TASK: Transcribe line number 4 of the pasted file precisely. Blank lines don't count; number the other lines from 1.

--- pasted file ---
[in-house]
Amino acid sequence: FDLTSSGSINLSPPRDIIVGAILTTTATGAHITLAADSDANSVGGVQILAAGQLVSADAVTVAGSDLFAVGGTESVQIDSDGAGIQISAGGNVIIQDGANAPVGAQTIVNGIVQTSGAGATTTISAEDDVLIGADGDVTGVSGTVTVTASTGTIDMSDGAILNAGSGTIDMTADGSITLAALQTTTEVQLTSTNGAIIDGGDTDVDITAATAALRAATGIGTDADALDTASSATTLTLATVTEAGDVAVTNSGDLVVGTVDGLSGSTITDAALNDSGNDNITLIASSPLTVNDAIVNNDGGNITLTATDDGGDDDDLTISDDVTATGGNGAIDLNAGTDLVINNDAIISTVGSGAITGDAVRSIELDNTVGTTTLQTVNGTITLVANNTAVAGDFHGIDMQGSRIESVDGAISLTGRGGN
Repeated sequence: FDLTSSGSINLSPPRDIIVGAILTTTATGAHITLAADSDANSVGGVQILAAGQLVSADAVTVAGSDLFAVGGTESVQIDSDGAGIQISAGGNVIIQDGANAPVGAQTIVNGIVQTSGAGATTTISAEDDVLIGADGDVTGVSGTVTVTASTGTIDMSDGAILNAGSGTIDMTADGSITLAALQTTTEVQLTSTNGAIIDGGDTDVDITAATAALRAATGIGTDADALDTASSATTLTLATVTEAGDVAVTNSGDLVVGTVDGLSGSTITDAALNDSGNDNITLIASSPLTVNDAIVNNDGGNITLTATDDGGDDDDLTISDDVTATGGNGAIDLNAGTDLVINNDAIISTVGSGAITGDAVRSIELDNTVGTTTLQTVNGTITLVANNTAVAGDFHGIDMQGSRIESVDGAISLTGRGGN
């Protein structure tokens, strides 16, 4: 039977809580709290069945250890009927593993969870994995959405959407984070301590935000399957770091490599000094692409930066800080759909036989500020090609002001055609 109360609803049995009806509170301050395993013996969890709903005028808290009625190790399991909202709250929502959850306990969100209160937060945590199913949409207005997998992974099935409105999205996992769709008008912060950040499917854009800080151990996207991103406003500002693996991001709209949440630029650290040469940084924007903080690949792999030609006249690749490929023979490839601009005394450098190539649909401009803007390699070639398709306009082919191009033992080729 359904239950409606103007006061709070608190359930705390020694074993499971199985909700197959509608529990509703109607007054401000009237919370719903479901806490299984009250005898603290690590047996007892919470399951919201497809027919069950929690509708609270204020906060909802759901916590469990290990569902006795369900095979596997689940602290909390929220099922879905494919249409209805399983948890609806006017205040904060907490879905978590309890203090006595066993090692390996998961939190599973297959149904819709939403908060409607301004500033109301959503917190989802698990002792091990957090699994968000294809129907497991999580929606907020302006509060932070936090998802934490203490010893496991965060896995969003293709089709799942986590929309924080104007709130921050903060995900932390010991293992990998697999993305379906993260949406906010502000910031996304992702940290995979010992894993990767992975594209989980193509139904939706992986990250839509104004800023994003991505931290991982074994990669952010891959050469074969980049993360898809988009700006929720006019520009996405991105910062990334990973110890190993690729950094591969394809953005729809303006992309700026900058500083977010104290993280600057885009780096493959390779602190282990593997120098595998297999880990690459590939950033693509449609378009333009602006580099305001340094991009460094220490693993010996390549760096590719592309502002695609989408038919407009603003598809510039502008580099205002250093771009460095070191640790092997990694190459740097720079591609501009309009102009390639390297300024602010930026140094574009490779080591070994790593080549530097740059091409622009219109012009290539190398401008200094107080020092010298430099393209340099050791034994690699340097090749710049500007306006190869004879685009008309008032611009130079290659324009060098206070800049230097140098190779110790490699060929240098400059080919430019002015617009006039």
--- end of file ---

């Protein structure tokens, strides 16, 4: 039977809580709290069945250890009927593993969870994995959405959407984070301590935000399957770091490599000094692409930066800080759909036989500020090609002001055609 109360609803049995009806509170301050395993013996969890709903005028808290009625190790399991909202709250929502959850306990969100209160937060945590199913949409207005997998992974099935409105999205996992769709008008912060950040499917854009800080151990996207991103406003500002693996991001709209949440630029650290040469940084924007903080690949792999030609006249690749490929023979490839601009005394450098190539649909401009803007390699070639398709306009082919191009033992080729 359904239950409606103007006061709070608190359930705390020694074993499971199985909700197959509608529990509703109607007054401000009237919370719903479901806490299984009250005898603290690590047996007892919470399951919201497809027919069950929690509708609270204020906060909802759901916590469990290990569902006795369900095979596997689940602290909390929220099922879905494919249409209805399983948890609806006017205040904060907490879905978590309890203090006595066993090692390996998961939190599973297959149904819709939403908060409607301004500033109301959503917190989802698990002792091990957090699994968000294809129907497991999580929606907020302006509060932070936090998802934490203490010893496991965060896995969003293709089709799942986590929309924080104007709130921050903060995900932390010991293992990998697999993305379906993260949406906010502000910031996304992702940290995979010992894993990767992975594209989980193509139904939706992986990250839509104004800023994003991505931290991982074994990669952010891959050469074969980049993360898809988009700006929720006019520009996405991105910062990334990973110890190993690729950094591969394809953005729809303006992309700026900058500083977010104290993280600057885009780096493959390779602190282990593997120098595998297999880990690459590939950033693509449609378009333009602006580099305001340094991009460094220490693993010996390549760096590719592309502002695609989408038919407009603003598809510039502008580099205002250093771009460095070191640790092997990694190459740097720079591609501009309009102009390639390297300024602010930026140094574009490779080591070994790593080549530097740059091409622009219109012009290539190398401008200094107080020092010298430099393209340099050791034994690699340097090749710049500007306006190869004879685009008309008032611009130079290659324009060098206070800049230097140098190779110790490699060929240098400059080919430019002015617009006039």